"The CERT Guide to Insider Threats." "The Girl with the Dragon Tattoo." "Neuromancer." What do these books have in common? If Rick Howard, CSO of Palo Alto Networks, has his way, these will be among the books that all cybersecurity professionals read.
Howard has posted a blog containing a draft of what he calls the "Cybersecurity Canon," a list of must-read books that "genuinely represent an aspect of the community that is true and precise and that, if not read, will leave a hole in the cybersecurity professional's education that will make the practitioner incomplete."
Howard tells Information Security Media Group: "I've always been a fan of the books. I'm always a little bit astonished our community doesn't embrace them more completely."
What started as a pet project has started to gain traction. Howard was asked to speak on the topic at RSA Conference 2014, and he's now fielding a survey to help gauge what should or shouldn't be included on the definitive list of cybersecurity must-reads.
Howard's draft list includes 20 books, both fiction and non-fiction, including "The Blue Nowhere" by Jeffery Deaver, "Cryptonomicon" by Neal Stephenson and "We Are Anonymous" by Parmy Olson.
Initially, Howard thought the canon would consist of mostly non-fiction, technical writings. "But as I was going through this, there's been a lot of [discussions] about enticing new folks into the field," he says. "What if we want to hand those folks books that represent truthfully what goes on in our industry, that's more exciting and is not like they have to do homework? We started expanding into novels that represent our community truthfully, but tell a great story and are written well."
A lot of the books on the list have to do with a specific adversary's motivation, like hacktivism, crime, espionage or warfare, Howard notes. "If you can find a book or two that captures the essentials of that subject, that's something we probably should all have on our utility belt."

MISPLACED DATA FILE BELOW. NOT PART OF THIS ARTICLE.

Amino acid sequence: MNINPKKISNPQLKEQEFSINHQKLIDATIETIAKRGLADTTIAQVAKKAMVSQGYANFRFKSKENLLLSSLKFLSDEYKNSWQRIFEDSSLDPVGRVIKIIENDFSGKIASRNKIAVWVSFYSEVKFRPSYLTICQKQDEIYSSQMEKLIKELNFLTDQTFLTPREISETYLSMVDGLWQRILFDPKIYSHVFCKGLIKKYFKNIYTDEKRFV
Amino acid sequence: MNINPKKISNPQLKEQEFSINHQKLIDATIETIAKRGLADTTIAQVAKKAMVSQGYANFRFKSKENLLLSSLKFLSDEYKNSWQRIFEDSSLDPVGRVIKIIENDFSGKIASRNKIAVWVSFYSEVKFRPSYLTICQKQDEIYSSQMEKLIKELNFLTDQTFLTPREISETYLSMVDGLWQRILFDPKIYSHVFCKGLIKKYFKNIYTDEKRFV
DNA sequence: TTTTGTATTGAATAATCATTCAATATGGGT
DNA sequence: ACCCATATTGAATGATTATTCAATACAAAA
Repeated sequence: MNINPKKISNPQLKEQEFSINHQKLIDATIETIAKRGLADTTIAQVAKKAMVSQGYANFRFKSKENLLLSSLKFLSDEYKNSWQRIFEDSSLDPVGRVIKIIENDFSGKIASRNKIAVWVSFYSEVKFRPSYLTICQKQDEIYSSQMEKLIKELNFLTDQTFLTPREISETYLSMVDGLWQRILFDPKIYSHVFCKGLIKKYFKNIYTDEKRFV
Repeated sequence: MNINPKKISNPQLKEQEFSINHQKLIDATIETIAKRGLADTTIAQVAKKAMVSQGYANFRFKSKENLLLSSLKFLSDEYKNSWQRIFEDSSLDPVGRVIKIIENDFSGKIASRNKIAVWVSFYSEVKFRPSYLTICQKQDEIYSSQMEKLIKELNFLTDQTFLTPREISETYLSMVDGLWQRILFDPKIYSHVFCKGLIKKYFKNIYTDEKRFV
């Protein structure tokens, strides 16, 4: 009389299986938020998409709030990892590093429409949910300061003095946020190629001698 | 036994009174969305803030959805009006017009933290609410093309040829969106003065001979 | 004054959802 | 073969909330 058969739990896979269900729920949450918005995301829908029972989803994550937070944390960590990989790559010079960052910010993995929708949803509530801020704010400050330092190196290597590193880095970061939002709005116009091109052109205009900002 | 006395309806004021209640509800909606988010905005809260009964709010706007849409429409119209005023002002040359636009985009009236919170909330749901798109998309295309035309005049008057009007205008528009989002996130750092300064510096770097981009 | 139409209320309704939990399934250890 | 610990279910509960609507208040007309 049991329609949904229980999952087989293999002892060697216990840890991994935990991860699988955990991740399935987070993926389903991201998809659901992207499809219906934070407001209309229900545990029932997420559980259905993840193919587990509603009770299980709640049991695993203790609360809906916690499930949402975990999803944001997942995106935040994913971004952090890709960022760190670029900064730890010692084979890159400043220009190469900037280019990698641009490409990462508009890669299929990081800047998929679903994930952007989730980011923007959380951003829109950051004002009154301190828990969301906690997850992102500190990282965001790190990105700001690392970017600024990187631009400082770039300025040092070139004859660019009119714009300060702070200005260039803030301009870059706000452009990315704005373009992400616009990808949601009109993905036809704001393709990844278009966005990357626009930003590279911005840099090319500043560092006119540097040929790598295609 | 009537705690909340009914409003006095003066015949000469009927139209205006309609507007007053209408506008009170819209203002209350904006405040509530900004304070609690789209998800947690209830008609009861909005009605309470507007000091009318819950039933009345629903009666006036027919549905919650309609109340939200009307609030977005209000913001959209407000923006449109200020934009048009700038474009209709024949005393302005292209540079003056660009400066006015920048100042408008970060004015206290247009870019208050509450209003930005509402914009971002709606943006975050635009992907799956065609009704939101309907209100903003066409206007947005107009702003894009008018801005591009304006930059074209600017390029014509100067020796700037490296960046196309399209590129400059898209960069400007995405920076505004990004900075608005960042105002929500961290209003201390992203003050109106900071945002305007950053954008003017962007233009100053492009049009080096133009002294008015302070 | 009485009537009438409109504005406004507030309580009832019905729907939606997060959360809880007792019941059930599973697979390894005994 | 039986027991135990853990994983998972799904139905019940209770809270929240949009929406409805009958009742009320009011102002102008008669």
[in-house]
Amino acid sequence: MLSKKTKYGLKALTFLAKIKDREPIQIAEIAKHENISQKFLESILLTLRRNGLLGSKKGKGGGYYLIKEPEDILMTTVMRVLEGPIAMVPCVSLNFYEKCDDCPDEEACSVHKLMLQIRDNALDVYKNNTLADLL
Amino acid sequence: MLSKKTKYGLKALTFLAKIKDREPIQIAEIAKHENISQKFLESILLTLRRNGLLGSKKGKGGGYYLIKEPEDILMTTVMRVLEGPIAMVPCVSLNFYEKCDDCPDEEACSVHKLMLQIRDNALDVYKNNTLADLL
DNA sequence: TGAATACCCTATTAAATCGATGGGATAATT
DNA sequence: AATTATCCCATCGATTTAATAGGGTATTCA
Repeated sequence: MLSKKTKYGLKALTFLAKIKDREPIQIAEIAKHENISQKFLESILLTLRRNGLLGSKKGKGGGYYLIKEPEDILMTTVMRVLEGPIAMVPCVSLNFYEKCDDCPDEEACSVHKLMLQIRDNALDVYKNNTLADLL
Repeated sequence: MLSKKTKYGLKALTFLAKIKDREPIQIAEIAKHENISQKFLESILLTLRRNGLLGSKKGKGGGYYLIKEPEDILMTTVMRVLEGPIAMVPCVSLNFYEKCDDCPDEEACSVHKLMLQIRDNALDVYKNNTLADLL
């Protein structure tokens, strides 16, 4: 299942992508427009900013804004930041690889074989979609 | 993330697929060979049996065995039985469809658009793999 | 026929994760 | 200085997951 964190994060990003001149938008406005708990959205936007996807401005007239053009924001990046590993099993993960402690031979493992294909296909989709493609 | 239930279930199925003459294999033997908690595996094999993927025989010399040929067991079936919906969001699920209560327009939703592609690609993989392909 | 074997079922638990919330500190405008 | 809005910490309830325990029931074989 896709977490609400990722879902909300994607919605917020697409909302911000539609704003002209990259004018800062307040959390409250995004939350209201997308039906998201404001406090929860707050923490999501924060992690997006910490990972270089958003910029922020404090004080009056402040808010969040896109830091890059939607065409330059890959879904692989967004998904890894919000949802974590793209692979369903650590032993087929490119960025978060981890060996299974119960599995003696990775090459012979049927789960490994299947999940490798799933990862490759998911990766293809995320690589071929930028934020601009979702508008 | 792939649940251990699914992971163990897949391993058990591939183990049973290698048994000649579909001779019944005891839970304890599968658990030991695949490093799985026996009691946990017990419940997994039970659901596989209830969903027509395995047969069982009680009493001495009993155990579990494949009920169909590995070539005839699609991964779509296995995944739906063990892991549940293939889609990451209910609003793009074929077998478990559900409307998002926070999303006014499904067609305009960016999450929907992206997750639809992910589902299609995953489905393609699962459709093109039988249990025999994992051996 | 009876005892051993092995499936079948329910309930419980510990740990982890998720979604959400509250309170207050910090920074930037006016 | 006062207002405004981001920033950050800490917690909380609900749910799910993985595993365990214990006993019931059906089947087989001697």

For a book to make it into the canon, it must accurately depict the history of the cybersecurity community; characterize key players or significant milestones in the community; or precisely describe technical details that do not exaggerate the craft, Howard says. And the best books will meet all three of these criteria.
Once the survey wraps up, Howard will finalize the first edition of the Cybersecurity Canon and announce it during Palo Alto Networks' Ignite 2014 Conference, to be held March 31 - April 2 in Las Vegas.
Afterward, he plans to develop a committee of individuals who revise the list each year and update the criteria for inclusion. "We want to grab a group of folks in the community who are interested in the topic and let them take a shot at refining our criteria, adding to the candidate list and then opening it up to the community to vote on the next books to be added to the canon," Howard says.
The details on who will be included in the group, which likely will meet this summer, are still being worked out, he says.
Howard hopes the Cybersecurity Canon list of important books helps attract more people to careers in the field. "If I can entice you by reading a book ... to go further into cybersecurity - that may be a way to get more folks into our community."
Howard discusses the Cybersecurity Canon further in a video interview at RSA Conference 2014 (see: The Cybersecurity Canon: Must-Reads).